U.S. Pentecostal Wing Undermining U.S. Empire

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“Daddy God,” is how Victoria Osteen refers to Him. Honestly. We’re not making this up. When Mr. Joel Osteen took a wife, it was Victoria that he got, for better or for worse. And now the two of them preside over a mega-church in a suburb of Houston. Mr. Osteen is the author of a super bestselling book, Your Best Life Now. God wants us to be prosperous, he argues, in front of thousands of worshippers. How does he know what God wants? He speaks “face to face” with God, says his wife, making him the first person ever to do so. (What did He look like? Has anyone asked?)

Over in Atlanta, the Rev. Creflo Dollar Jr., seems to be doing even better. He and his wife, Taffi, entertain at another huge church, drive around in a Rolls Royce, and have a private $5 million jet to move them from one speaking engagement to another.

Mr. Dollar, like Mr. Osteen, believes in the power of God to move mountains, but they trust in the Almighty Dollar to smooth out the little foothills in their way. Last year, for example, Mr. Dollar sent 100 of the local Fulton County police officers checks for $1,000 each – a month after two traffic tickets the Reverend Dollar had received had been downgraded to warnings.

And back in the Lone Star State, Kenneth Copeland and his main squeeze, Gloria, have done even better – with 4 jets at their disposal. Mr. Copeland, the subject of a MoneyWeek article last month, is also said to have a parsonage the “size of a hotel,” probably more like a huge Motel 6 than a Crillon.

This might be just another part of the baroque spectacle that makes America such an amusing place. But there is more to the story, which is – as you might guess – the subject of today’s column.

Gibbon blamed the fall of Rome at least in part, on Christianity; it encouraged a retreat from the battle for money and power, he said. Now, Kevin Phillips, in a new book, Bad Money, charges the U.S. pentecostal wing of American Christianity with undermining the U.S. empire in the opposite way. He argues that the evangelicals pushed the Republicans down-market. There, the yahoo voters brought them temporal power – 30% of Republican voters identify themselves with an evangelical sect. But they also hollowed out Republicans’ traditional respect for sensible finances.

Among the many frauds of the Reagan-Bush II period, few were gaudier than the “prosperity gospel.” Preached in America’s gamy religious outposts, the concept does for religion what the neo-conservatives did to conservatism, what modern portfolio theory did for Wall Street, and what Keynesianism did to the economics profession – it a made a monkey of it.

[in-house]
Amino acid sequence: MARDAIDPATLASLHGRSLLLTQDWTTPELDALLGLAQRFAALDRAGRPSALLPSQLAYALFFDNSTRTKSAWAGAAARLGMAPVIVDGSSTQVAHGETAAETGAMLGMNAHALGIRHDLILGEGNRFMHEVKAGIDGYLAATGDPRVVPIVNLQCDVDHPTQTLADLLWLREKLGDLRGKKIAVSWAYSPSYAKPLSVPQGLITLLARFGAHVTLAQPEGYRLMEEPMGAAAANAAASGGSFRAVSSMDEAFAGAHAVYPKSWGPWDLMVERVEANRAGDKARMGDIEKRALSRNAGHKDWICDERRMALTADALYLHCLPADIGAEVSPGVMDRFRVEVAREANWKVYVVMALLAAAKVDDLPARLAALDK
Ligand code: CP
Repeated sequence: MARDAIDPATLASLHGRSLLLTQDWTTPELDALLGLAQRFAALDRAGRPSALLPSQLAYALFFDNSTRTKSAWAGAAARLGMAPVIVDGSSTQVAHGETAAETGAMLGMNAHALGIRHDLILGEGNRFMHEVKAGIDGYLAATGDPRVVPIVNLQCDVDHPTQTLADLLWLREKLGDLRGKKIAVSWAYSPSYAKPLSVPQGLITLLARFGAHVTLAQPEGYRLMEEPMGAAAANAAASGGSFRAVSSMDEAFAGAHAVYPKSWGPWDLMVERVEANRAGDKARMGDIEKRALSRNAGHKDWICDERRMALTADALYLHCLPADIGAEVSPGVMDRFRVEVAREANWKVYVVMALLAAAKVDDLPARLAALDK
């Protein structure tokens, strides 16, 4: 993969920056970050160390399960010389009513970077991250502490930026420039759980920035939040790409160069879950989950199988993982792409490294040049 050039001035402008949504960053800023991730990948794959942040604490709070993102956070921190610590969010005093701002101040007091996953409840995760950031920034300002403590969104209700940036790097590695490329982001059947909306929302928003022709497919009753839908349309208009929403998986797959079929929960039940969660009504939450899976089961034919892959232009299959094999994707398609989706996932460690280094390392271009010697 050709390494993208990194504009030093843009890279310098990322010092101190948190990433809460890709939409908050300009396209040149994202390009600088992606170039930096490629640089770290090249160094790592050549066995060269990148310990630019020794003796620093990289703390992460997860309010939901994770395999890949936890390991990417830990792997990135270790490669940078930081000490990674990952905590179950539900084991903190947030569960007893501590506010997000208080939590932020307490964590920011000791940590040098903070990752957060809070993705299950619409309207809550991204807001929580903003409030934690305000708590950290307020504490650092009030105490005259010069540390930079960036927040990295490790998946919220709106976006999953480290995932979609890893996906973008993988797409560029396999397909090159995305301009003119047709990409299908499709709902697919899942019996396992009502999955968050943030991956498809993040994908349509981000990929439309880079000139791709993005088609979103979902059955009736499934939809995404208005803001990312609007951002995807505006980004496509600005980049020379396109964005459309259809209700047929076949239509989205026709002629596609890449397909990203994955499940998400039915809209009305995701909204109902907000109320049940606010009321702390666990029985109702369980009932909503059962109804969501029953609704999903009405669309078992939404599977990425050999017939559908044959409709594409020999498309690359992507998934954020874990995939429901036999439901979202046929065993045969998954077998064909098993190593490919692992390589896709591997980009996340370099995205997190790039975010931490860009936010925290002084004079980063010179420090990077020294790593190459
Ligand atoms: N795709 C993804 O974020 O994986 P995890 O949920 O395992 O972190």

In politics, the neos turned conservatism inside out. The old conservatives were wet blankets, do-nothings and naysayers. When news spread of Calvin Coolidge’s death, for example, people asked, “How could they tell?” But the new conservatives are the life of the party. It is said that George W. Bush “doesn’t even know the meaning of the word can’t.” (Of course, there may be other words he doesn’t know the meaning of.) And the neocons’ idea of political economy was similarly liberated from any residual notions of conservatism and common sense. “Deficits don’t matter,” said Dick Cheney, speaking for every wishful thinker since Caligula.

On Wall Street and the City, the old conservative doctrines were put away with top hats and spats. In place of prudence came derring-do. In the place of reasonable salaries came breathtaking bonuses. Mortgage lenders no longer studied a borrower’s finances to make sure he was a good credit risk; they didn’t even take his pulse. And they no longer seemed to care whether their takeovers, triple-A paper, and structured products made any real financial sense; it was enough that they paid a fee.

In economics, too, somehow, the world’s leading economists bent the figures into a preposterous new shape so appealing that even a teenager could love it. An economy can get richer by living it up, they said; and the purpose of central banking was to encourage consumption rather than capital formation.

Was it any wonder that the Pentecostal pulpits sank into the honey too? Along came Jim and Tammy Faye Baker with a sexy new religion – spreading the get- rich gospel over the TV waves. Then, poor Jim got sent to prison for fraud, and when he came out he renounced the new doctrine. But other couples – for some reason these preachers seem to work in husband and wife teams, like Juan and Eva Peron – picked up the tablets. Soon, they had convinced millions to give up the hard-benches of the old Calvinists and sink their plump derrieres into some of the cushiest seats in Christendom.

Churchgoers at Mr. Dollar’s World Changers church services wave envelopes full of cash, reports the Atlanta paper. On the big screen, they offer testimonial proof of the ‘financial blessings’ that came their way after they began sending the preacher 10% of their pre-tax earnings: “The congregants…yell in joy as ushers pass the white buckets down the row to collect the envelopes. After more singing, Dollar preaches… He relentlessly attacks the idea that Christians should limit material possessions. Christians have for too long let the ‘devil’s crowd’ get all the money, power and real estate, he says. Then he tells congregants to say, ‘I want my stuff.'”